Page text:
Studio Ceramics: Adventures of the Creative Spirit

Faculty: Ross Hilgers

This studio course focuses on experiential learning and investigates how the creative process unfolds for visual artists. Students will study the creative process through hand building, wheel techniques, and class critiques. In addition to making art, students will do research to define the creative process and explore the mysteries behind creativity. 

Understanding Music in Art: An Exploration of Music Iconography in Painting

Faculty: Dr. Annett C. Richter

This course examines intersections between music and the visual arts. More specifically, it investigates the meanings conveyed by scenes of music-making depicted in painting. Students will be introduced to the study of music iconography and will learn what selected examples of European and American painting from the sixteenth through the twentieth centuries can teach us about the social and cultural contexts of European and American art music and vernacular music. Students will become familiar with the basic skills needed to read a painting as well as with selected styles in the history of Western art as relevant to the artists and works chosen for this interdisciplinary course.

Hungry!

Their tummies grumbled. What would they have to eat today? What would their family eat? What is the face and color of hunger in our area? Working with city officials, local agencies serving the hunger and a class of fourth graders we will study the broader face of hunger and its impact in the Fargo-Moorhead area. We will teach the fourth graders what we learn about hunger and they, in turn, will teach the public about hunger with two local presentations. One service-learning project will complement our work.

The Samurai: Myth, Legend, and History

Faculty: Dr. J. Elijah Bender

Have you ever wondered what the samurai were actually like? Maybe you’ve seen a master swordsman in an anime, or a stoic wanderer in a classic Japanese film and wondered what inspired these archetypical characters. This seminar will examine the history and evolution of Japan’s class of professional warriors. We will focus in particular upon unpacking samurai myths, legends, and contemporary representations of samurai and comparing these materials to historical evidence of samurai behavior, values, and practices. Group projects will disseminate our findings outside the classroom through various outlets on the web.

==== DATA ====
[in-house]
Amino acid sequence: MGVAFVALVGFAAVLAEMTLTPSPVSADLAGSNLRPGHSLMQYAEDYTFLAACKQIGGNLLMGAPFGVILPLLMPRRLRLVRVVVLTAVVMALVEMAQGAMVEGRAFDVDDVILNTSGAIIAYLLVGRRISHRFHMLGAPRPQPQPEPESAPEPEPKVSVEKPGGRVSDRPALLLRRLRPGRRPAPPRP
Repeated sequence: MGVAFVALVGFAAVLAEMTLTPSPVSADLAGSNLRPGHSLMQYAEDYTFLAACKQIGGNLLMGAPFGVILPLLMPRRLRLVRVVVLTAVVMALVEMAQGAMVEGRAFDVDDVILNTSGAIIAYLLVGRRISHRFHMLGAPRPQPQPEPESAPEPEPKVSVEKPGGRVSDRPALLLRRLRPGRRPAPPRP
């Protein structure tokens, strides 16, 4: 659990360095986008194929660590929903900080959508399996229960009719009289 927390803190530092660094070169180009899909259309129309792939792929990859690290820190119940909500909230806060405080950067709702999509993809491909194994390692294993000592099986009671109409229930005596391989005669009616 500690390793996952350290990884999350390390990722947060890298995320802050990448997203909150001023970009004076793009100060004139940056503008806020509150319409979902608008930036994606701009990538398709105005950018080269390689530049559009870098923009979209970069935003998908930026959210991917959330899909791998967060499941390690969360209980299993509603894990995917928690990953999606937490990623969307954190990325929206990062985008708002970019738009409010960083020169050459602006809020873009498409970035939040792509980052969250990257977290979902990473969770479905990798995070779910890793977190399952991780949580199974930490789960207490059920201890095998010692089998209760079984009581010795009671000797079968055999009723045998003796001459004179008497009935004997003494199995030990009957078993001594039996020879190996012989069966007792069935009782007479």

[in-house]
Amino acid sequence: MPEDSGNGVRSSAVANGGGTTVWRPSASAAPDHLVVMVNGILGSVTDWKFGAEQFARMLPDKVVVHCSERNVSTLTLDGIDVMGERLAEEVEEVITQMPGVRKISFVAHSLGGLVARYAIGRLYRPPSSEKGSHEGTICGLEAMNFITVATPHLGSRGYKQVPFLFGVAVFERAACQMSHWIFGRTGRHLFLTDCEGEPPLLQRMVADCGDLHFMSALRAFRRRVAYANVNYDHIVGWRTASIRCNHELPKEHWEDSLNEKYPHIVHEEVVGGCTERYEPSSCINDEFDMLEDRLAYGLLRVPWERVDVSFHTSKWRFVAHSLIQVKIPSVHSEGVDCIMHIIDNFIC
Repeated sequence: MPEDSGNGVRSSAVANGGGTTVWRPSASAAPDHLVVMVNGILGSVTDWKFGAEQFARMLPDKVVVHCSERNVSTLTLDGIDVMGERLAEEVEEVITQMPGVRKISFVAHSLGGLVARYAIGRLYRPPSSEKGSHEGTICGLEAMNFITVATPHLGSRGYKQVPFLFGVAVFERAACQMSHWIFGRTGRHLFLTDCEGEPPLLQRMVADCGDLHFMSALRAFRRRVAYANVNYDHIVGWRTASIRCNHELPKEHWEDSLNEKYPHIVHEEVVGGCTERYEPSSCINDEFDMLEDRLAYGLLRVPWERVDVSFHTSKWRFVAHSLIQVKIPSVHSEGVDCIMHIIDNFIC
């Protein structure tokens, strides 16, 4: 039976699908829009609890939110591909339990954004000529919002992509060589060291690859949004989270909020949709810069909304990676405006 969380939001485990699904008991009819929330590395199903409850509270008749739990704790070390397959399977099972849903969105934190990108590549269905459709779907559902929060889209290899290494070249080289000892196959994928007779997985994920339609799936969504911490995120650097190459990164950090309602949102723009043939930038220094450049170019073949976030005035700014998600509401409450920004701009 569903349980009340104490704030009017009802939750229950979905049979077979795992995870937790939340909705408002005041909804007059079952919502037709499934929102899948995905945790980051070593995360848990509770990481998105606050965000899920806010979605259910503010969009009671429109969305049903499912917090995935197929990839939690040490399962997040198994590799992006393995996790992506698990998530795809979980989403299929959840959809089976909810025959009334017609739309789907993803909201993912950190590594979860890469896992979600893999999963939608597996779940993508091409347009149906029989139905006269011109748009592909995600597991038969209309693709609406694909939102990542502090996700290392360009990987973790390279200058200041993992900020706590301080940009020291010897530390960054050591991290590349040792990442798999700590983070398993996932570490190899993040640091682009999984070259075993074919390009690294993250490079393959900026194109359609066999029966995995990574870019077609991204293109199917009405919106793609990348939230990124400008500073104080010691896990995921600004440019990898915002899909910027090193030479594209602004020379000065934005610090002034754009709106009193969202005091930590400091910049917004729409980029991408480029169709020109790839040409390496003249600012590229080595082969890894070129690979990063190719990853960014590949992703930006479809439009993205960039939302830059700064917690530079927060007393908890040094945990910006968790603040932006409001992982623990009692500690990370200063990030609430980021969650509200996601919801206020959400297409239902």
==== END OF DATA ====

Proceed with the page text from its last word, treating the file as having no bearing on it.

Who Wants to be a Millionaire?

Regardless of how you answer the question, this course is for you! In this course, you will create your own definition of financial security and explore strategies to achieve it. We will study the psychology behind spending and saving and how it applies to your life. We will use books, speakers, group discussion and surveys to define your goals and create a plan to achieve them.

American Roots Music: Woody Guthrie to Ed Sheeran; Mother Maybelle to Alison Krauss: Robert Johnson to the Carolina Chocolate D

Faculty: Dr. William J. Snyder Jr.

Using the PBS documentary, American Roots Music as an informal guide, the course will trace the evolution of Roots music from it’s origins in the Appalachian Mountains and in the Mississippi Delta, to Roots, folk, and popular music of today. To study this musical heritage, we’ll read books and short articles focused on individual artists: Robert Johnson (for Delta Blues, Blues, Rock and Roll); Mother Maybelle and the Carter Family (folk, country, bluegrass R&R); and Woody Guthrie (singer songwriters, political/protest). We’ll listen to, and write about, this music, and we’ll watch several full-length films.  

#clifi: Climate Fiction, Climate Reality, Climate Commitment

Faculty: Dr. Jonathan M. Steinwand

With the evidence mounting that humans are changing the climate, a new genre of literature is emerging: climate fiction (or clifi for short). What can we learn about this global trend? How new and significant is clifi? Is it just a fad? How do the fictional works engage climate science, climate politics, and climate justice? Students will produce web-based book club reading guides, create a class anthology of clifi microfiction, and contribute original research to Concordia College's Climate Commitment plan which includes moving toward carbon neutrality and working with the community on resilience and climate justice.

Home and Homeless

Faculty: Dr. George B. Connell